Justice Department Announces New Package Of Federal Prison Reforms Justice Department officials announced a package of federal prison reforms intended to better prepare inmates for a safe return to their communities.
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Justice Department Announces New Package Of Federal Prison Reforms

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Justice Department Announces New Package Of Federal Prison Reforms

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Justice Department Announces New Package Of Federal Prison Reforms

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ARI SHAPIRO, HOST:

The Justice Department is launching a school district inside the federal prison system. Federal authorities say they will pay for inmates to get state ID cards before they're released. The new measures are part of a broader effort to ease prisoners' return to society. NPR justice correspondent Carrie Johnson reports.

CARRIE JOHNSON, BYLINE: For the past few years, the Obama Justice Department has worked to overhaul the nation's federal prisons. They've sent fewer nonviolent drug criminals to lockup in the first place, and they're trying to do a better job of preparing inmates already behind bars for their eventual release. Deputy Attorney General Sally Yates explains why.

SALLY YATES: The investments that we're making now will pay off in the long run both in terms of costing less but also in terms of safer communities. And that's really not a Democratic principle or a Republican principle. That's just good law enforcement.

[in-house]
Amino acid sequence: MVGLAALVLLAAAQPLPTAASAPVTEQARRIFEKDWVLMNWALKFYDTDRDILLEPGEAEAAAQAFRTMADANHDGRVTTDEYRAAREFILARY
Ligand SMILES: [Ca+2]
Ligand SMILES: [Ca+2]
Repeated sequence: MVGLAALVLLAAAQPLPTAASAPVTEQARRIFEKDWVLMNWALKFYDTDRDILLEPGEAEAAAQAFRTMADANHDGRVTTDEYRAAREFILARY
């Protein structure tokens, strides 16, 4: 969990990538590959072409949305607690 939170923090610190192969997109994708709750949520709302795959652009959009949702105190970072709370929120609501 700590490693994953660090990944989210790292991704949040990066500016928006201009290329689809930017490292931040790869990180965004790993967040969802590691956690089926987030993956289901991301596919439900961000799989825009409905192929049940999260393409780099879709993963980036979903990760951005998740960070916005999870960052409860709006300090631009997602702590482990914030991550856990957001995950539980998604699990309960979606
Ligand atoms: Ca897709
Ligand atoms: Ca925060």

JOHNSON: With just weeks to go before a new president takes office, justice leaders announced a few more big changes to the way prisons operate, changes like this one.

YATES: We're essentially creating a school district within the Bureau of Prisons.

JOHNSON: The Bureau of Prisons has hired a longtime Texas prison educator, Amy Lopez, to be superintendent of U.S. prison schools. Each inmate will get assessed when they enter the system, and officials will develop a plan for each prisoner. That could include everything from help with reading and learning disabilities to earning a high school diploma from inside prison walls.

YATES: We are going to save money through this. The research is really clear that individuals are 43 percent less likely to re-offend when they engage in meaningful education programs when they are in prison.

JOHNSON: Officials also agree to help inmates leaving prison to get state ID cards before they're released. Again, Sally Yates...

YATES: You know, if you don't have a valid ID, you can't get a job. You probably can't get housing. You can't get a driver's license. Really those basic things that we all take for granted are not available to someone coming out of prison without an ID.

JOHNSON: Estimates suggest the ID program will cost about a million and a half dollars, but Yates says it's still worth the money. Carrie Johnson, NPR News, Washington.

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